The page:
6. A piano-convex optical sheet according to claim 1, having a minimum thickness Smin at said opposed lateral edges comprised between about 1 and about 3 mm.
7. A method of manufacturing a cylindrically shaped optically correct visor comprising the steps of:
a) providing a piano-convex optical sheet having a positive power;
b) bending said sheet to an appropriate curvature so as to annul the positive power of said sheet;
wherein the thickness s of the sheet decreases from said transversal central line towards said opposed lateral edges in accordance with the following equation:

s 2=(x 2 −x 1)2+(y 2 −y 1)2

d=(π−α)R 1
wherein:
s is the thickness of the optical sheet at a point having a distance d from the transversal central line as measured along the inner surface of the optical sheet;
d is the distance from the transversal central line as measured along the inner surface of the optical sheet at a point of thickness s;
x1, y1 are the Cartesian coordinates, in a Cartesian plane having its origin at the center of curvature C2 of an outer surface of the visor to be obtained, of a point having a distance d as measured along the inner surface of the visor to be obtained from the transversal central line;
x2, y2 are the Cartesian coordinates, in said Cartesian plane, of a point lying on the outer surface of the final visor to be obtained and on the same straight line 1 passing through the center of curvature C1 and a point of coordinates x1, y1;
R1 is the radius of curvature of the inner surface of the visor as defined by the following equation: 1 / R1 = 1 / R2 1 - [ s max 1 / R2 ( n - 1 ) / n ]
wherein
R2 is the radius of curvature of the outer surface of the visor;
smax is the maximum thickness of the optical sheet at the transversal central line;
n is the refraction index of the optical sheet;
α is the angle defined by the straight line 1 passing through the center of curvature C1 and points x1, y1 and x2, y2 in the said Cartesian plane of coordinates.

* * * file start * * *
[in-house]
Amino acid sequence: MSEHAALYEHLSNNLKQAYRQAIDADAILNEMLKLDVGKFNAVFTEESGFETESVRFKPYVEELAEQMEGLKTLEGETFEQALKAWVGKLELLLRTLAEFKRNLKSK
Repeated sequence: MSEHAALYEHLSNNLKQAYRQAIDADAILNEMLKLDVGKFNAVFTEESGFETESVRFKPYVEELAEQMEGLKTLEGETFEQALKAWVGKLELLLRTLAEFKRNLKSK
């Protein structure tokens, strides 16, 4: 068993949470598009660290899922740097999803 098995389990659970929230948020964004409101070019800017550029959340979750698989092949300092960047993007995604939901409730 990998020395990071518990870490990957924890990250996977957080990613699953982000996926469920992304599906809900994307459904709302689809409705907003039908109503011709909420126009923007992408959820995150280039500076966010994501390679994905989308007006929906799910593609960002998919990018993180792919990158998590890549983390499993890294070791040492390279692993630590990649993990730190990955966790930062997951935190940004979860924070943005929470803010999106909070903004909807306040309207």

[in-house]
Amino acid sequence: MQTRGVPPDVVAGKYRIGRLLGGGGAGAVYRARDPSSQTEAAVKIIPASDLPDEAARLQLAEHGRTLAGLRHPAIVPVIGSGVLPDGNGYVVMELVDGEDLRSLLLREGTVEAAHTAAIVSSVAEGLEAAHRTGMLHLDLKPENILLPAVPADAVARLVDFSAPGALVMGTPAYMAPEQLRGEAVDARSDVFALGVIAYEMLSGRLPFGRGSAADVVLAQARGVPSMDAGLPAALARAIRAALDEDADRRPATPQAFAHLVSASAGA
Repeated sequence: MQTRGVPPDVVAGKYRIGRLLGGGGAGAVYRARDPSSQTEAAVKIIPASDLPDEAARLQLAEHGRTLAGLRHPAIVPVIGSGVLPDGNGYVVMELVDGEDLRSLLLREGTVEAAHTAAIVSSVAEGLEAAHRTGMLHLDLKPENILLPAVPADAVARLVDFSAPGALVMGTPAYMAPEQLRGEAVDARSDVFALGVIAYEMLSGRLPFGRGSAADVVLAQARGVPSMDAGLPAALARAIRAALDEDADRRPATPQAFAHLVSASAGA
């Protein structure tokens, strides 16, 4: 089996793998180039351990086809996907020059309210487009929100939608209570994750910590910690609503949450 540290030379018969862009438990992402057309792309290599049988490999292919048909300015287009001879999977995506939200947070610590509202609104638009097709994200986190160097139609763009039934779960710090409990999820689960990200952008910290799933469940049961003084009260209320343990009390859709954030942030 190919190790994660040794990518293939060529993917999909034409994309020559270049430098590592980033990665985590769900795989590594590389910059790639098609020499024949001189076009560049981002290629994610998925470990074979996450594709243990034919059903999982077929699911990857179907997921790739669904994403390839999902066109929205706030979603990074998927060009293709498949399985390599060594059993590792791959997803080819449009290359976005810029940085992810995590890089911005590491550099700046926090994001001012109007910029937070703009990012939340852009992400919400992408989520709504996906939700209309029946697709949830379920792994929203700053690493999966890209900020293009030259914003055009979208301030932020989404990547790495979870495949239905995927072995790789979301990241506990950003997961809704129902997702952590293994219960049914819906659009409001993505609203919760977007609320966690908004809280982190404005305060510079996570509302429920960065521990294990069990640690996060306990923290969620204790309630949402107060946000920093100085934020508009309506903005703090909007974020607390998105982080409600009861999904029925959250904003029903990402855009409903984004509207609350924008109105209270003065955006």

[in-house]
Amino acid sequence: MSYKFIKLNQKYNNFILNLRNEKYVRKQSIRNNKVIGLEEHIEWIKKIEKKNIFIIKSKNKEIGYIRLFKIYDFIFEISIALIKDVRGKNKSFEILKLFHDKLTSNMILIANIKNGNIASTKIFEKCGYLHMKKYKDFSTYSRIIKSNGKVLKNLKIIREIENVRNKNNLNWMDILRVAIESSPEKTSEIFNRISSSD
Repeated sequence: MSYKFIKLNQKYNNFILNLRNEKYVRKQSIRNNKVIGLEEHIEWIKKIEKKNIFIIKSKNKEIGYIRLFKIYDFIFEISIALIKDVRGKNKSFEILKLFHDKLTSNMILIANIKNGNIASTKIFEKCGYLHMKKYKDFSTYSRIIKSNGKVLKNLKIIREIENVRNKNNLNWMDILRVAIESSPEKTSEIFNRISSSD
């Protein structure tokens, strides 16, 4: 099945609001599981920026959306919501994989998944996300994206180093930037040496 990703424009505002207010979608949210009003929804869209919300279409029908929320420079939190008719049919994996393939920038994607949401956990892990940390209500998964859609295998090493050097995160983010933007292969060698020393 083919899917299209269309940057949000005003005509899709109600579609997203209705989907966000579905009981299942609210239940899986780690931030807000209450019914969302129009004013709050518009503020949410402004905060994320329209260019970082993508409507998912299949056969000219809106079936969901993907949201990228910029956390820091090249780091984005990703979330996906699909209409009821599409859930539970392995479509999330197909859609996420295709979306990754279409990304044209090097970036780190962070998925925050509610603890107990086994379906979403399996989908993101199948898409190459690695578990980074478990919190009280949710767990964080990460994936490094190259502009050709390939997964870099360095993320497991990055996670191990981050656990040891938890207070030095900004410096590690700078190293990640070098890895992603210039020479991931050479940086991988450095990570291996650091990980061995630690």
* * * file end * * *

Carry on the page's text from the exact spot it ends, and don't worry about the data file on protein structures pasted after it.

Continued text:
8. A method according to claim 7, wherein said step b) is carried out by heating said sheet at a temperature above the softening temperature thereof and by bending the heated sheet in a molding apparatus having a predetermined curvature.
9. A method according to claim 7, wherein said predetermined curvature is such that the curvature radius R2 of the outer surface of the visor is comprised between base 2 and base 12.
10. A method according to claim 7, further comprising the step of cutting the bent optical sheet obtained from step b) along two cutting lines substantially parallel to said transversal central line and positioned at different distances therefrom, so as to obtain a visor having a different thickness s at opposed lateral edges thereof.
Description
CROSS-REFERENCE TO RELATED APPLICATIONS

This application claims the benefit of U.S. Provisional Application Ser. No. 60/427,257, filed on Nov. 18, 2002, entitled Cylindrically Shaped Optically Correct Visor, hereby incorporated by reference.

FIELD OF THE INVENTION

In a general aspect, the present invention relates to an optical sheet for use in manufacturing a cylindrically shaped optically correct visor.

More particularly, the invention relates to a transparent optical sheet for optical applications, preferably but not exclusively made of plastics, comprising a substantially planar inner surface and opposed lateral edges.

The cylindrically shaped optically correct visor obtainable from such an optical sheet may in turn be used to manufacture eyewear devices such as helmet shields, sunglasses, goggles and the like.

BACKGROUND OF THE INVENTION

It is well known that in some eyewear devices the visor included therein generally has a cylindrical shape.

One way to obtain such a shape, especially used in case of the most common thermoplastic optical materials such as polycarbonate, polymethylmethacrylate or polyamides, is to manufacture the visor by injection molding in an optically compensated mold.

A visor obtained in this way is described for example in International patent application WO 97/03579.

Although this technique may allow to manufacture a cylindrically shaped visor having the required optical characteristics, the investment costs to set up the necessary injection molding equipment are so high that they are generally justified only in case of mass-production of a large number of pieces, i.e. can be afforded only by large enterprises.